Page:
Posted on 3rd October 2018
With the news that the UK government has promised to stop restaurants and bars from taking employee tips, this week, we take a deep dive into the practice of tipping and some of the discussions surrounding it.
The move to stop employers from taking employee tips is reportedly being seen positively from those who have responded to the governments consultation. However, not everyone is happy - but before we get to that, let's look at the history of tipping and why it was introduced.
The term 'tip' is documented to have come from 17th century Europe, however, the word's history during this time isn't quite clear. Despite that, what we do know is, the tradition of tipping became prominent in America centuries later. Tipping in America and other western countries is used as a way to compensate employees for low salaries, therefore their salaries in a sense relies on tipping.
As a development from tipping culture, today, gratuity systems have been put in place in order to share tips. In the UK, typically cash tips go directly to waiting staff or servers, whereas card tips are shared with the kitchen staff, with the majority still going to the waiting staff. In some cases, a percentage of card tips even goes to the restaurant as admin fees. Now, you can see the potential problems with the proposed policy; 1) It is arguably unfair that kitchen staff who also contribute to the restaurant don't get a share in the tip and 2) Is the policy the UK government aim to legislate covering up for the low wages of staff.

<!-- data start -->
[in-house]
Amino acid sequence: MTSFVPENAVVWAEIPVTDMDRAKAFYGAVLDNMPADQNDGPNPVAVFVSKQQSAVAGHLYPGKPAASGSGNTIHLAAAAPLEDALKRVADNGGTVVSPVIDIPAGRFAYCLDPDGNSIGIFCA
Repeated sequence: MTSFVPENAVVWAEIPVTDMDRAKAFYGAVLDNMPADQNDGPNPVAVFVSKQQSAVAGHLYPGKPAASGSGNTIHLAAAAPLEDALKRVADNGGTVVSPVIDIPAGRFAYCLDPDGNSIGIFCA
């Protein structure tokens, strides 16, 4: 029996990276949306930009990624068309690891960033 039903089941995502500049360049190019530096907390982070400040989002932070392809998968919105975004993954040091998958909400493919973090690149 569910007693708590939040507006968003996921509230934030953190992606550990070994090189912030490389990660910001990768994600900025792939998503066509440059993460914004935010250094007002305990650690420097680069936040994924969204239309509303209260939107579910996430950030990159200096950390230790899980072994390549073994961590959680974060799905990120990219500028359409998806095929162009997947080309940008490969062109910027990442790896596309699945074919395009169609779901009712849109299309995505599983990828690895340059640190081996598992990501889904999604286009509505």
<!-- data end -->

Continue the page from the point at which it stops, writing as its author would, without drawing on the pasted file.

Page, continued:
With the new policy, though restaurants will no longer be able to take card tips from wait staff, neither will kitchen staff. Many kitchen workers will argue that because they work behind the scenes, they may not benefit from tips that customers leave. In some establishments, kitchen staff are in a similar wage bracket as waiting staff and so face a similar issue. However, maybe we must look at the Japanese model. Unlike in some states in America, in Japan, tipping isn't seen as a customary act. Hospitality staff in Japan are paid a sufficient salary which therefore removes the need for tips.
With the potential skills gap that the industry is facing, it will need to find ways to make the industry more attractive and banning tipping and increasing wages could be one of them. However, this would most likely mean rising costs of food for the customer, which could place the industry in another interesting position.
Categorised in: CTH News, Featured News